As sea levels continue to rise, more areas of the coastal Everglades will be susceptible to salt water intrusion, according to a new FIU study.
Sea levels rose 2.2 centimeters annually from 2011 to 2015, according to scientists in FIU’s Southeast Environmental Research Center and FIU’s Sea Level Solutions Center. In 2012, sea levels rose 10 centimeters in the dry season months of December to May and have not subsided. Many factors contributed to the drastic increase in 2012, including melting ice sheets, a strong La Niña season in 2011, and slow ocean currents that allowed sea water to pile up along coastlines. Parts of the coastal Everglades that were once flooded by sea water about 70 percent of the time are now covered by sea water 90 percent of the time.
“Salt water intrudes farther inland when there is a small difference between Everglades fresh water levels and sea level,” said Shimelis Dessu, postdoctoral research associate in the Southeast Environmental Research Center and lead author of the paper. “Salinity is an indicator of the coastal Florida Everglades’ health.”
Tamiami Trail, which connects Tampa to Miami, prevents the natural flow of water in the Everglades from north to south. Resource managers release fresh water into the Everglades during the wet season from June to November, an effective tactic in fighting salt water intrusion when sea levels are highest. But salt water can move inland during the dry season when fresh water is not released into the Everglades.
The Comprehensive Everglades Restoration Program was created by the U.S. Congress in 2000 to restore water flow. But sea level rise was not taken into account when the program was developed.
“We need to fight water with water,” said Rene Price, chair of FIU’s Department of Earth and Environment and co-author of the study. “To combat sea level rise in the Everglades, we recommend additional fresh water be delivered throughout the year, not just in the wet season.”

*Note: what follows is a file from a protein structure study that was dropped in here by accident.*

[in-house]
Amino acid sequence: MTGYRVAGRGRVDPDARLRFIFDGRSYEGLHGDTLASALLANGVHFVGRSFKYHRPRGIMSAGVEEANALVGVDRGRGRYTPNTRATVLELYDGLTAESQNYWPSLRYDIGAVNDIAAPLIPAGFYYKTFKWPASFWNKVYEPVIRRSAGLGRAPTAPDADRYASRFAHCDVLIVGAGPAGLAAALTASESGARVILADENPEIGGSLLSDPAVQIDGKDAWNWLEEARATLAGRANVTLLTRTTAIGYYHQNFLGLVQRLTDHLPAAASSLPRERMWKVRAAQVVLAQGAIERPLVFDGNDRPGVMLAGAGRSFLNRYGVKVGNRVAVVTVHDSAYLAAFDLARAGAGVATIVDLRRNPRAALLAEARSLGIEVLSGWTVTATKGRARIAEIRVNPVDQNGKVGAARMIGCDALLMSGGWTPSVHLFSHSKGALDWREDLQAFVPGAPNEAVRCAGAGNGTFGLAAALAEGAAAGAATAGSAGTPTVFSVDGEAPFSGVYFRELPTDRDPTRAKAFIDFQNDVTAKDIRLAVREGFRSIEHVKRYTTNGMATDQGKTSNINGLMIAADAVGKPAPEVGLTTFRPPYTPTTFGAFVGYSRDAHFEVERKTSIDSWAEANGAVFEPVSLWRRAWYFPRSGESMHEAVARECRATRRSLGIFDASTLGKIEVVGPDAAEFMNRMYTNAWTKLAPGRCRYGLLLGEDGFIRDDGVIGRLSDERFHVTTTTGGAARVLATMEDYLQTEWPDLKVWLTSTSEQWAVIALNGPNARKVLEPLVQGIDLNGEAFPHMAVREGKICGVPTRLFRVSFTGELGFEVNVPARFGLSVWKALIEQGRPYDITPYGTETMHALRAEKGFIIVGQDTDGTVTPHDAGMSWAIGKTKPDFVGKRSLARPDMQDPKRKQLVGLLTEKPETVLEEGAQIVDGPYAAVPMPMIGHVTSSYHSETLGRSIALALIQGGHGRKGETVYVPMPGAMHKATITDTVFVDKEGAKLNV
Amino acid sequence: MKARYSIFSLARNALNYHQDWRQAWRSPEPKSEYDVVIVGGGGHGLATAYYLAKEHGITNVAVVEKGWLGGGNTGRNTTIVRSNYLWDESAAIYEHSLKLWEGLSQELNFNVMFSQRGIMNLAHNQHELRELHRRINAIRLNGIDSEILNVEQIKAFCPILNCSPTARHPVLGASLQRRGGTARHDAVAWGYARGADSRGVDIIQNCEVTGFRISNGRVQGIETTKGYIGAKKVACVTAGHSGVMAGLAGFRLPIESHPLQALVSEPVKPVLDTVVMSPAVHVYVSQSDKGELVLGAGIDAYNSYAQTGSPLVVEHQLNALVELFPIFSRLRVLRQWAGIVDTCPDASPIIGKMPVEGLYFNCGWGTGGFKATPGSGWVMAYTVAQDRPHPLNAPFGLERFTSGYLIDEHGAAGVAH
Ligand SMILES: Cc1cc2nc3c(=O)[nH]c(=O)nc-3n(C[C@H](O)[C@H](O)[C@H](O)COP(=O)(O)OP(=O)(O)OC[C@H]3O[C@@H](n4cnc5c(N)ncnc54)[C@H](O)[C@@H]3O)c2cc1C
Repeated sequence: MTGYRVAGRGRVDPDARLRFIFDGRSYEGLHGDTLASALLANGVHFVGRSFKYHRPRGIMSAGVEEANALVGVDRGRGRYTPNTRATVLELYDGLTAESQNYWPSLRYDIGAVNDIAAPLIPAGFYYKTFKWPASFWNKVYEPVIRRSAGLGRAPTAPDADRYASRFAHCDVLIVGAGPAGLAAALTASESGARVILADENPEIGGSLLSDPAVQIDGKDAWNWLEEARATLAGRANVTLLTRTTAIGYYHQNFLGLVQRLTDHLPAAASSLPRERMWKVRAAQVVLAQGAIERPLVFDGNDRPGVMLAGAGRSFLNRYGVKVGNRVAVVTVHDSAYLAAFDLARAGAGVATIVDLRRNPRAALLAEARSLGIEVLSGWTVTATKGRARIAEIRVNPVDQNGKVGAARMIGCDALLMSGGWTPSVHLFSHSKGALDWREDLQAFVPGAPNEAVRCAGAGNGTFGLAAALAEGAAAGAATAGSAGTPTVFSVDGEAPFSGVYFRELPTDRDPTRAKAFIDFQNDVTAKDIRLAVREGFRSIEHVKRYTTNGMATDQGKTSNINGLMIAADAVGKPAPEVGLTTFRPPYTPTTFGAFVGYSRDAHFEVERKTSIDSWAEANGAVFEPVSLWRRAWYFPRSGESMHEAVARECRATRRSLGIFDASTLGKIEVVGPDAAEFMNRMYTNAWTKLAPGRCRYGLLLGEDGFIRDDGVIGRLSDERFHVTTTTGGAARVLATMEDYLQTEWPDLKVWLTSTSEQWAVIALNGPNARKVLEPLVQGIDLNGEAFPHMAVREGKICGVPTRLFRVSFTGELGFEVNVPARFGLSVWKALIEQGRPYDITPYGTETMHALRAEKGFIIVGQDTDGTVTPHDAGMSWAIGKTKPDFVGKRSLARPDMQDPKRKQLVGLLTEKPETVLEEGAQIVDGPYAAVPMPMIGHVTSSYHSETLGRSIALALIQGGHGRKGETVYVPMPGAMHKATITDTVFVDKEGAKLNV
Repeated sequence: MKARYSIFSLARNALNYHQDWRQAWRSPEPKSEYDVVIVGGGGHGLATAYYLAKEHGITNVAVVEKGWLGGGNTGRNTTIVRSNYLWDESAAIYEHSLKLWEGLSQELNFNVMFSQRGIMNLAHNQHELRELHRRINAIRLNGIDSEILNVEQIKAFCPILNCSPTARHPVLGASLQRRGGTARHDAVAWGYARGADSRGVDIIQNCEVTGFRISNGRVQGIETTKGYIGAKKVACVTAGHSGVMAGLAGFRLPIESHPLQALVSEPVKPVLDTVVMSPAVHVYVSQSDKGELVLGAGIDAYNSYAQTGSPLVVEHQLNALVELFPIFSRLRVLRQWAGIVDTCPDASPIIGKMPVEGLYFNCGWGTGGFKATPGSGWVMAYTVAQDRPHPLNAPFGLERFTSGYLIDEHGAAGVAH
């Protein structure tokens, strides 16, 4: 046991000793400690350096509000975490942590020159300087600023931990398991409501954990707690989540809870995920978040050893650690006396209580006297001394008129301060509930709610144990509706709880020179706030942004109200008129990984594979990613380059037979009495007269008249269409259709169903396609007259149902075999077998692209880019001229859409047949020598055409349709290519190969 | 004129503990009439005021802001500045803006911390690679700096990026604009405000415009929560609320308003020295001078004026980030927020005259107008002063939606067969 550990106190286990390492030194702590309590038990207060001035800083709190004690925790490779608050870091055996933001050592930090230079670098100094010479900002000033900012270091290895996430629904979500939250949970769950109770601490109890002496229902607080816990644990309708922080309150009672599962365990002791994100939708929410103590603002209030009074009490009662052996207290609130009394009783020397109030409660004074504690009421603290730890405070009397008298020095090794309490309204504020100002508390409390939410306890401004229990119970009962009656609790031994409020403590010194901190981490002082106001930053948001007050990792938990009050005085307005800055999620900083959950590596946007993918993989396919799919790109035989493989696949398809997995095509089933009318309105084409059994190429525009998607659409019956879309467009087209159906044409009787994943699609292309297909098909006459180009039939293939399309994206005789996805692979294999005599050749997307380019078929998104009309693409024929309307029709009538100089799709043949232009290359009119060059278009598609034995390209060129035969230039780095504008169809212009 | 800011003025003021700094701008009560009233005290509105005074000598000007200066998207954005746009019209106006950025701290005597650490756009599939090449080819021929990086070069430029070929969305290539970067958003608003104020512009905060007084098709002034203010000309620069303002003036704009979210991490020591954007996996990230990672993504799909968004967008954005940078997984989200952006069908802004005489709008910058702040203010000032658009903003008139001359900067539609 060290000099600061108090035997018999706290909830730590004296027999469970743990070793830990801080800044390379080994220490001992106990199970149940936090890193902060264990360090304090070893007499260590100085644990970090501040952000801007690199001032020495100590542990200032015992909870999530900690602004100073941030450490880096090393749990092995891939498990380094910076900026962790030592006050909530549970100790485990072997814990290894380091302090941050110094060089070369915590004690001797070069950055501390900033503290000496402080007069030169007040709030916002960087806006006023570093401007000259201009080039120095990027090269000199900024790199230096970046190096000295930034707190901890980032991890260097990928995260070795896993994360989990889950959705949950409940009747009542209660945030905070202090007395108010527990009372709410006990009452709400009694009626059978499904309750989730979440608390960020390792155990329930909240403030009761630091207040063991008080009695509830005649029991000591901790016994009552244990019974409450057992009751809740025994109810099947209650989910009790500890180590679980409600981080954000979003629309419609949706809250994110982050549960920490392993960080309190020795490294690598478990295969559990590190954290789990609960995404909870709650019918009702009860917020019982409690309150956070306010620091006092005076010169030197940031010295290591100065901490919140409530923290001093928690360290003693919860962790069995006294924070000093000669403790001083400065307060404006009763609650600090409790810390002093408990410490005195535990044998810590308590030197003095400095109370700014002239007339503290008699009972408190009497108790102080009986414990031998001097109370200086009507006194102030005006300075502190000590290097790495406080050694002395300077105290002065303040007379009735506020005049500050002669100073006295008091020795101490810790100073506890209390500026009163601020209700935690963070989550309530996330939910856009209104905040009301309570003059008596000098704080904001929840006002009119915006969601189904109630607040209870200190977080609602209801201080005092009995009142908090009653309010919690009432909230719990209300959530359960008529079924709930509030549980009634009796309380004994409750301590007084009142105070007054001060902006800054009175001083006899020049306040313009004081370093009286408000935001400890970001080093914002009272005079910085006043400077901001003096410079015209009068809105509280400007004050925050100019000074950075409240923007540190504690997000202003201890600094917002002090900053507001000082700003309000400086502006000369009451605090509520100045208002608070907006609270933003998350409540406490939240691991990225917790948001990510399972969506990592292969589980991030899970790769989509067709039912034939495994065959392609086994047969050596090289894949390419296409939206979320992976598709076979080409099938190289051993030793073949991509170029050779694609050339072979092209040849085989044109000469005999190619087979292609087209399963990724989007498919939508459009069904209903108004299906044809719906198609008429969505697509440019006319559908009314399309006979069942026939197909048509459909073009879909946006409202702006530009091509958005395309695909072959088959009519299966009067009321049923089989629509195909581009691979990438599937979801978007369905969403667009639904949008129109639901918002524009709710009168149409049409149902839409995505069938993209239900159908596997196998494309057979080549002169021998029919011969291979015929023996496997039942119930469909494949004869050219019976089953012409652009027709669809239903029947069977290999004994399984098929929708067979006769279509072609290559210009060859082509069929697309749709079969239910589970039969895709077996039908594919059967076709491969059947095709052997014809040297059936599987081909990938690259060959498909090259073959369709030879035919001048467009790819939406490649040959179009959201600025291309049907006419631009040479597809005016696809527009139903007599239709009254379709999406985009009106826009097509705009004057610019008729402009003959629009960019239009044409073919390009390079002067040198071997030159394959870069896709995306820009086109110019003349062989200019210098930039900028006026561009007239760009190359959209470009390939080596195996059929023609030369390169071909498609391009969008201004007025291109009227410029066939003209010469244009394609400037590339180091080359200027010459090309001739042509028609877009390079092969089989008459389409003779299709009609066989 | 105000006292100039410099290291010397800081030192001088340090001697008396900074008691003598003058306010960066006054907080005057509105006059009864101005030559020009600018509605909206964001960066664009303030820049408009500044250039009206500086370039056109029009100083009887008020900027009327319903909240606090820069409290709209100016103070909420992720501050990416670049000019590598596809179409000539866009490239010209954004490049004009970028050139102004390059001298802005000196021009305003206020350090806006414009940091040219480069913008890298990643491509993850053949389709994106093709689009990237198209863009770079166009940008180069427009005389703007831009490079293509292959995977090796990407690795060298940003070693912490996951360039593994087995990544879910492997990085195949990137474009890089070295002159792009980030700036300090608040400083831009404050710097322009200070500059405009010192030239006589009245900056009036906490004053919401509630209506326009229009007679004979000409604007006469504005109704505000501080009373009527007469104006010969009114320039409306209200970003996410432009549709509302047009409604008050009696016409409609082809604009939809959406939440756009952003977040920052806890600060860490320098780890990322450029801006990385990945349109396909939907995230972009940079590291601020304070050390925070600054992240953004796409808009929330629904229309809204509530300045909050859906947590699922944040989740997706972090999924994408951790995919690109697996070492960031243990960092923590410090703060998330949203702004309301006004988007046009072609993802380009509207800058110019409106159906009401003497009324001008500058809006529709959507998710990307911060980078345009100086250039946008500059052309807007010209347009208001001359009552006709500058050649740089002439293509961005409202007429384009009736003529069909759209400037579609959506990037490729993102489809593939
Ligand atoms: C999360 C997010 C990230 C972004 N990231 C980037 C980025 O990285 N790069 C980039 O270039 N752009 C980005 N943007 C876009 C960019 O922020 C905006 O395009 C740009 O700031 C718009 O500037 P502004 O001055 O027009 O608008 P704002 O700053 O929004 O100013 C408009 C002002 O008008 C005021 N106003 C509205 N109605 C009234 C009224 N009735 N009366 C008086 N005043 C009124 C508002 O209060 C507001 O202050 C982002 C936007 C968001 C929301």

The coastal Everglades is a delicate ecosystem that depends on the right balance of fresh water and salt water to stay healthy. Nestled in between marine and land environments, it is vulnerable to sea level rise because of its low ground level, loss of peat soil, tides and flooding, and excess marine nutrients.
The scientists relied on data collected by the Florida Coastal Everglades Long-Term Ecological Research (FCE-LTER) Program. Housed at FIU and funded by the National Science Foundation, the FCE-LTER Program studies how water, climate and people affect the Everglades.
“The research brings into focus the challenges resource managers face as environmental changes accelerate,” said John Schade, director of a National Science Foundation Long-Term Ecological Research program. “Long-term research like this is critical if policy-makers and managers are to effectively adapt strategies for protection of freshwater resources to new realities.”
FIU’s Southeast Environmental Research Center and the Sea Level Solutions Center are housed in FIU’s Institute of Water and Environment, which is dedicated to addressing global water and environmental issues.